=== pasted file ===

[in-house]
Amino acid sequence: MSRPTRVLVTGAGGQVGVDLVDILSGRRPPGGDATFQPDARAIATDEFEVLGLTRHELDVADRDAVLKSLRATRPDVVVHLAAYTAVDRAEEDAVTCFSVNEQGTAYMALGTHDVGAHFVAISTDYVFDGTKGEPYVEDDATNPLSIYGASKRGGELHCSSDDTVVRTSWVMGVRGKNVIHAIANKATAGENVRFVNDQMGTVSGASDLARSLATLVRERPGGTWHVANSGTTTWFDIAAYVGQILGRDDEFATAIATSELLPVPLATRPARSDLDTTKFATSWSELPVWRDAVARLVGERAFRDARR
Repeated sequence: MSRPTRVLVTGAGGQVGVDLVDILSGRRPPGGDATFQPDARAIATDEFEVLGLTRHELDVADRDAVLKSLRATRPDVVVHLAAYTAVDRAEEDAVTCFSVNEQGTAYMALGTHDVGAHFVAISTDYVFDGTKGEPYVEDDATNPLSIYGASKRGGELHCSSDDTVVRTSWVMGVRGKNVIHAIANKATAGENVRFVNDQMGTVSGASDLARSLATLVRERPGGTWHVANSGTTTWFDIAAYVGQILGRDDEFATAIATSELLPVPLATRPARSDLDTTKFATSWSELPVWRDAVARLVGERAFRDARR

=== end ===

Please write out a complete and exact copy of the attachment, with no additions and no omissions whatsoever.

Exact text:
[in-house]
Amino acid sequence: MSRPTRVLVTGAGGQVGVDLVDILSGRRPPGGDATFQPDARAIATDEFEVLGLTRHELDVADRDAVLKSLRATRPDVVVHLAAYTAVDRAEEDAVTCFSVNEQGTAYMALGTHDVGAHFVAISTDYVFDGTKGEPYVEDDATNPLSIYGASKRGGELHCSSDDTVVRTSWVMGVRGKNVIHAIANKATAGENVRFVNDQMGTVSGASDLARSLATLVRERPGGTWHVANSGTTTWFDIAAYVGQILGRDDEFATAIATSELLPVPLATRPARSDLDTTKFATSWSELPVWRDAVARLVGERAFRDARR
Repeated sequence: MSRPTRVLVTGAGGQVGVDLVDILSGRRPPGGDATFQPDARAIATDEFEVLGLTRHELDVADRDAVLKSLRATRPDVVVHLAAYTAVDRAEEDAVTCFSVNEQGTAYMALGTHDVGAHFVAISTDYVFDGTKGEPYVEDDATNPLSIYGASKRGGELHCSSDDTVVRTSWVMGVRGKNVIHAIANKATAGENVRFVNDQMGTVSGASDLARSLATLVRERPGGTWHVANSGTTTWFDIAAYVGQILGRDDEFATAIATSELLPVPLATRPARSDLDTTKFATSWSELPVWRDAVARLVGERAFRDARR